“ Address: Wood Street / Wakefield WF1 2EW / England „
Although Wakefield is much smaller in size than its neighbours Leeds and Bradford it is still one of the principal cities in the region and it is therefore not surprising to learn that it has its own museum.
Wakefield's museum is located right in the heart of the city centre, adjacent to the Town Hall and housed within a building that is almost as impressive architecturally as either The Town Hall or the County Hall. The building itself dates from the 1820's and has two different floors. In 2000 this museum was completely refurbished and since this date it has been fully accessible by disabled visitors with a lift to the upper floor.
There is a small reception inside the entrance but the most notable feature as you walk through the doorway is the imposing staircase to the upper floor. Before venturing upstairs however there are two rooms downstairs that need to be explored first so resist the temptation to climb the stone staircase for a short while.
To the left hand side of the entrance there is a room that seems to be without a specific theme. It includes cabinets of artefacts that have been dug up during local excavations including Roman pottery and there is also a display showing archaeological finds from nearby Sandal Castle but there are also more modern displays of local glassware and other items that seem somewhat out of place. In a far corner of this same room there are even some paintings from local artists.
The other ground floor room is the one that I found the most interesting in the whole museum and the main reason why I was keen to pay a visit to this museum. This room contains the collections of Charles Waterton and the room is set out to resemble a South American rainforest. Born in 1865 at Walton Hall on the outskirts of Wakefield, Charles Waterton has left his contribution to the natural world in a way that it second only to that of Charles Darwin.
Waterton spent much of his life in Central and South America and engaged upon many expeditions into the jungle, discovering fauna and flora that was totally alien to anything that had ever been seen in Europe. He carefully documented everything that he found, adding thousands of new species of birds, mammals, plants and insects to the scientific catalogues. Unfortunately however the Victorian way was to kill anything that was especially unusual and many of his best finds ended up in the hands of his taxidermist. As a lover of nature I much prefer to see animals alive and in a natural environment than dead and stuffed in a cage but I cannot dismiss the contribution that this man made. Many of the specimens that he collected are now extremely endangered and a few are even extinct. Amongst the displays in the Waterton collection there is a huge Cayman crocodile (over 4 metres long) and there are also stuffed monkeys but most of the items are quite small. In addition to the animals some of his journals are also on display.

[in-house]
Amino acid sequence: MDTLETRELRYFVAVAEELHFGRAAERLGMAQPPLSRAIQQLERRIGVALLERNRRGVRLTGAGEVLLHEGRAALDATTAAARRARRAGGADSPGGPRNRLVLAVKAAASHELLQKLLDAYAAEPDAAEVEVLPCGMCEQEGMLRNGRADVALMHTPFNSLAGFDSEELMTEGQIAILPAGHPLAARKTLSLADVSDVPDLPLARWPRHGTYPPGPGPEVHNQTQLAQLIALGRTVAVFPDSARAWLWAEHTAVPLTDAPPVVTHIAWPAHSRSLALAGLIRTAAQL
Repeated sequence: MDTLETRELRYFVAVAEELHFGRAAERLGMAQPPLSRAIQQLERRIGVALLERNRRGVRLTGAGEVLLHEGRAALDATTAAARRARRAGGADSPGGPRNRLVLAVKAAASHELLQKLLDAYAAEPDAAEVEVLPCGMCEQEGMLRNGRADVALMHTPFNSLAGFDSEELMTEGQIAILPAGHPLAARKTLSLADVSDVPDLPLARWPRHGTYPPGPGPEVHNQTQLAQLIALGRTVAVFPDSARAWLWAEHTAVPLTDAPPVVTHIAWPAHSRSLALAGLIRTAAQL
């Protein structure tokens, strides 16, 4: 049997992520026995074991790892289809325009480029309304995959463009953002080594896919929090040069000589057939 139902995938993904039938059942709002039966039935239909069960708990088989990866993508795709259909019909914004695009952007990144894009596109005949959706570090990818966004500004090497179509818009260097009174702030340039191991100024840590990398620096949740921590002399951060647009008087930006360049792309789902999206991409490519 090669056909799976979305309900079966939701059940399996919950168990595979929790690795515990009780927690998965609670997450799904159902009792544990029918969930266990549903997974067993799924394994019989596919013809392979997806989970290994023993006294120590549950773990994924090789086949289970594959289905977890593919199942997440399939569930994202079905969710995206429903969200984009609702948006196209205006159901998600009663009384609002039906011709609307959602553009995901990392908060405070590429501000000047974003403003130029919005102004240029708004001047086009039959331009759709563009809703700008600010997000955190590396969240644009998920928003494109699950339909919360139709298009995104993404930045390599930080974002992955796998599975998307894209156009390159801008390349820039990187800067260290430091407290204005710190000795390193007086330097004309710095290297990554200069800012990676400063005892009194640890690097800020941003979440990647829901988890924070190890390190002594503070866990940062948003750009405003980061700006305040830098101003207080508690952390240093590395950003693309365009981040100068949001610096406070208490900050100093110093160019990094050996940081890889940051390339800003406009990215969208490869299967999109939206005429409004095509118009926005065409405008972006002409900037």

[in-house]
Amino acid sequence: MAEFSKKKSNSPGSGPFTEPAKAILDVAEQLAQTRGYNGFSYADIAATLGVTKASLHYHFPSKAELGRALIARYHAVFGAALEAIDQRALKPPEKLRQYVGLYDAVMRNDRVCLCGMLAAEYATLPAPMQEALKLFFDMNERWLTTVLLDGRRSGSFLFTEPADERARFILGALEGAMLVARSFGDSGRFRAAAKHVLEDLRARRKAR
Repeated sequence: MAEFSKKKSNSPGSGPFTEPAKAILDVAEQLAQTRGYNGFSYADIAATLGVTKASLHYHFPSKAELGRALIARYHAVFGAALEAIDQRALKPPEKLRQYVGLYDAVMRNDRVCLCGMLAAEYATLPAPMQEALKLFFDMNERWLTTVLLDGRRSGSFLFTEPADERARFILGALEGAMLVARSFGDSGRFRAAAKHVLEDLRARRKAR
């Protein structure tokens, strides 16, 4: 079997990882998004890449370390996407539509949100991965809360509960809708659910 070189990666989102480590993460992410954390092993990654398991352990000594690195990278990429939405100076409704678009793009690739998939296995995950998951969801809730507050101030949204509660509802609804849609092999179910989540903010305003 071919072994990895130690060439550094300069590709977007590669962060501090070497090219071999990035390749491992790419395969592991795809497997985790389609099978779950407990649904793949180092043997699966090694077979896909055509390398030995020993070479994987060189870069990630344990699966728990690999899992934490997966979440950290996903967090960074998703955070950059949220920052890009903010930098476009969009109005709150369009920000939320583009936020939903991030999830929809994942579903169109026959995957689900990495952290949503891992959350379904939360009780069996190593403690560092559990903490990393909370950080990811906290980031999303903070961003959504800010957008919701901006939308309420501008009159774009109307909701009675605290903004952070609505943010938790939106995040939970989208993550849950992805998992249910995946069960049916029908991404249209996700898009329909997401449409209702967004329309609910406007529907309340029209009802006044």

The upstairs part of the museum is one huge room. A large area of this room is taken over by a display called the "Story of Wakefield". In chronological order you can wander through Wakefield from medieval times through the present day, discovering what life was like in Victorian times or during the war.
During the 18th, 19th and early part of the 20th century coal mining was prevalent in the Wakefield area and there are displays that detail the coal mining activities in the area and how it influenced the lives of the people in the city. There is also a exhibition covering The Miners Strike of 1984.
In 1920 Wakefield had seven different cinemas (or picture palaces) and part of the room has been converted to look like one of the picture palaces. You can actually sit down and watch an old black and white silent film that shows early footage of Wakefield.
For younger visitors there are interactive displays, puzzles and quizzes, its not a huge museum but it's not tiny either; the sort of place where you could easily spend between 60 and 90 minutes.
I especially enjoyed a replica of one of the old streets in the town, which had a reconstruction of what one of the terraced houses would have looked like. There was also a plan of the street together with extracts of the 1861 census which showed who lived in each house. Overall however I enjoyed the Waterton Collection the most.
The museum is open daily from 10am until 4.30pm (Monday to Saturday) and from 2pm until 4.30pm on Sundays and bank Holidays. Admission is free.